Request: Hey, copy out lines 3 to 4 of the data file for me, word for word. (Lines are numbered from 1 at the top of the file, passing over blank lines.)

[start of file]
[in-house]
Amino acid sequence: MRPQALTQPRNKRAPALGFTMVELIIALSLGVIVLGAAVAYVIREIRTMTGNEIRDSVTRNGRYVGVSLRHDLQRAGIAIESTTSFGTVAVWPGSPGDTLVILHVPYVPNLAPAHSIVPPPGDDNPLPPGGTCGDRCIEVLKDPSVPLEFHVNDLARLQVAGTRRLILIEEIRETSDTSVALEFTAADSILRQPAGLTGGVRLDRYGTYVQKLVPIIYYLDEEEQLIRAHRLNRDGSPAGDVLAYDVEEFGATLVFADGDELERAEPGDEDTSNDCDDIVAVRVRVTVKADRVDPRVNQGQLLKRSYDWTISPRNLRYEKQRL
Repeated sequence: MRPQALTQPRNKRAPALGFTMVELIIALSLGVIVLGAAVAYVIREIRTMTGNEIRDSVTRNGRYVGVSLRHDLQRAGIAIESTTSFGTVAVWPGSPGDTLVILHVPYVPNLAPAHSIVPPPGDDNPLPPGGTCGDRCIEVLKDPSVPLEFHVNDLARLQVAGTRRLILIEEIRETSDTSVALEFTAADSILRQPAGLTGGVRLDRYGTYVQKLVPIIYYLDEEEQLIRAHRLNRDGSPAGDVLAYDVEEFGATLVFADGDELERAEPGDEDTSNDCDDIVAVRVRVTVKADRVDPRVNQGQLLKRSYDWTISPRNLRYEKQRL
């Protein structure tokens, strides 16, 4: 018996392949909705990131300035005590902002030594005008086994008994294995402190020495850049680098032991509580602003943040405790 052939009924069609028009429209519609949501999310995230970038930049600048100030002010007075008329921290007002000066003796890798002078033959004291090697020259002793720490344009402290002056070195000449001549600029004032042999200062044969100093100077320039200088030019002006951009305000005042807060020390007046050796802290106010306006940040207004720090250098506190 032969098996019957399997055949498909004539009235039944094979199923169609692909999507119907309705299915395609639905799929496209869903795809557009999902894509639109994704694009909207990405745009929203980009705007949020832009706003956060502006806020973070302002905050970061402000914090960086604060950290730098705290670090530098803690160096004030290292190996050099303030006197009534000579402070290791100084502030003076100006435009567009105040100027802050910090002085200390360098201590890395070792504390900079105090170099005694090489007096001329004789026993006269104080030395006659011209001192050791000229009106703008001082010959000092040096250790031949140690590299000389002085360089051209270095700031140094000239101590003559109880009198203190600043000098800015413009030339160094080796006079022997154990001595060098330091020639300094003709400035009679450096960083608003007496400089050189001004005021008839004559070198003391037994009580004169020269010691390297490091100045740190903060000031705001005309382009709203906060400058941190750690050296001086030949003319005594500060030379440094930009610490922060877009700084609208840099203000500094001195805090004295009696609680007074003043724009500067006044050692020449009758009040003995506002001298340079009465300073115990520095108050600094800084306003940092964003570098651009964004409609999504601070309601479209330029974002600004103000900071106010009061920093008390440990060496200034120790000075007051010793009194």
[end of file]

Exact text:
Repeated sequence: MRPQALTQPRNKRAPALGFTMVELIIALSLGVIVLGAAVAYVIREIRTMTGNEIRDSVTRNGRYVGVSLRHDLQRAGIAIESTTSFGTVAVWPGSPGDTLVILHVPYVPNLAPAHSIVPPPGDDNPLPPGGTCGDRCIEVLKDPSVPLEFHVNDLARLQVAGTRRLILIEEIRETSDTSVALEFTAADSILRQPAGLTGGVRLDRYGTYVQKLVPIIYYLDEEEQLIRAHRLNRDGSPAGDVLAYDVEEFGATLVFADGDELERAEPGDEDTSNDCDDIVAVRVRVTVKADRVDPRVNQGQLLKRSYDWTISPRNLRYEKQRL
């Protein structure tokens, strides 16, 4: 018996392949909705990131300035005590902002030594005008086994008994294995402190020495850049680098032991509580602003943040405790 052939009924069609028009429209519609949501999310995230970038930049600048100030002010007075008329921290007002000066003796890798002078033959004291090697020259002793720490344009402290002056070195000449001549600029004032042999200062044969100093100077320039200088030019002006951009305000005042807060020390007046050796802290106010306006940040207004720090250098506190 032969098996019957399997055949498909004539009235039944094979199923169609692909999507119907309705299915395609639905799929496209869903795809557009999902894509639109994704694009909207990405745009929203980009705007949020832009706003956060502006806020973070302002905050970061402000914090960086604060950290730098705290670090530098803690160096004030290292190996050099303030006197009534000579402070290791100084502030003076100006435009567009105040100027802050910090002085200390360098201590890395070792504390900079105090170099005694090489007096001329004789026993006269104080030395006659011209001192050791000229009106703008001082010959000092040096250790031949140690590299000389002085360089051209270095700031140094000239101590003559109880009198203190600043000098800015413009030339160094080796006079022997154990001595060098330091020639300094003709400035009679450096960083608003007496400089050189001004005021008839004559070198003391037994009580004169020269010691390297490091100045740190903060000031705001005309382009709203906060400058941190750690050296001086030949003319005594500060030379440094930009610490922060877009700084609208840099203000500094001195805090004295009696609680007074003043724009500067006044050692020449009758009040003995506002001298340079009465300073115990520095108050600094800084306003940092964003570098651009964004409609999504601070309601479209330029974002600004103000900071106010009061920093008390440990060496200034120790000075007051010793009194």